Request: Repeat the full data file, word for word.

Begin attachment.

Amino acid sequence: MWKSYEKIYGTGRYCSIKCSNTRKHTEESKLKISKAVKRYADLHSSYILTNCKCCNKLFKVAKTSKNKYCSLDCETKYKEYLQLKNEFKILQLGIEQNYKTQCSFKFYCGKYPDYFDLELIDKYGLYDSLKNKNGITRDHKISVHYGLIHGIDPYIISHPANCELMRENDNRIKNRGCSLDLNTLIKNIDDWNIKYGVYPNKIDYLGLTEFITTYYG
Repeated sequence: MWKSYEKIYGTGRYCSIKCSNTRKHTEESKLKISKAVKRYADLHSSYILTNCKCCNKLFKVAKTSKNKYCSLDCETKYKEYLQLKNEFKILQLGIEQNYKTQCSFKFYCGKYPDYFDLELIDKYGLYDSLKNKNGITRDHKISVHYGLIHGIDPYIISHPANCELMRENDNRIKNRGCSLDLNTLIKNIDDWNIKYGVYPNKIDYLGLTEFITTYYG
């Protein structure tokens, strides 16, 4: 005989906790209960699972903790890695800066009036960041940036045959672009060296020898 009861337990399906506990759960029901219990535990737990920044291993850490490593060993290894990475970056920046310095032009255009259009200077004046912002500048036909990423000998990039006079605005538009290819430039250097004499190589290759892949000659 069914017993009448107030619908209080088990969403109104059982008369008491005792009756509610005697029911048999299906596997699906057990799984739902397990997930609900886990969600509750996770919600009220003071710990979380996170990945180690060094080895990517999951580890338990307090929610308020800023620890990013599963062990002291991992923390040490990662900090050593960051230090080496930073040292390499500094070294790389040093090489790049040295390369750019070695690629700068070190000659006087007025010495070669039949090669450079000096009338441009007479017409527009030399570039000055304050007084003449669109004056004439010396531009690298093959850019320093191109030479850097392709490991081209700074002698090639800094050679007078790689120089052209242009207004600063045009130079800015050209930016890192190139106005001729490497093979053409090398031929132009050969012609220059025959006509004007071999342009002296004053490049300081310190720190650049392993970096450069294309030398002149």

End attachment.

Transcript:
Amino acid sequence: MWKSYEKIYGTGRYCSIKCSNTRKHTEESKLKISKAVKRYADLHSSYILTNCKCCNKLFKVAKTSKNKYCSLDCETKYKEYLQLKNEFKILQLGIEQNYKTQCSFKFYCGKYPDYFDLELIDKYGLYDSLKNKNGITRDHKISVHYGLIHGIDPYIISHPANCELMRENDNRIKNRGCSLDLNTLIKNIDDWNIKYGVYPNKIDYLGLTEFITTYYG
Repeated sequence: MWKSYEKIYGTGRYCSIKCSNTRKHTEESKLKISKAVKRYADLHSSYILTNCKCCNKLFKVAKTSKNKYCSLDCETKYKEYLQLKNEFKILQLGIEQNYKTQCSFKFYCGKYPDYFDLELIDKYGLYDSLKNKNGITRDHKISVHYGLIHGIDPYIISHPANCELMRENDNRIKNRGCSLDLNTLIKNIDDWNIKYGVYPNKIDYLGLTEFITTYYG
């Protein structure tokens, strides 16, 4: 005989906790209960699972903790890695800066009036960041940036045959672009060296020898 009861337990399906506990759960029901219990535990737990920044291993850490490593060993290894990475970056920046310095032009255009259009200077004046912002500048036909990423000998990039006079605005538009290819430039250097004499190589290759892949000659 069914017993009448107030619908209080088990969403109104059982008369008491005792009756509610005697029911048999299906596997699906057990799984739902397990997930609900886990969600509750996770919600009220003071710990979380996170990945180690060094080895990517999951580890338990307090929610308020800023620890990013599963062990002291991992923390040490990662900090050593960051230090080496930073040292390499500094070294790389040093090489790049040295390369750019070695690629700068070190000659006087007025010495070669039949090669450079000096009338441009007479017409527009030399570039000055304050007084003449669109004056004439010396531009690298093959850019320093191109030479850097392709490991081209700074002698090639800094050679007078790689120089052209242009207004600063045009130079800015050209930016890192190139106005001729490497093979053409090398031929132009050969012609220059025959006509004007071999342009002296004053490049300081310190720190650049392993970096450069294309030398002149």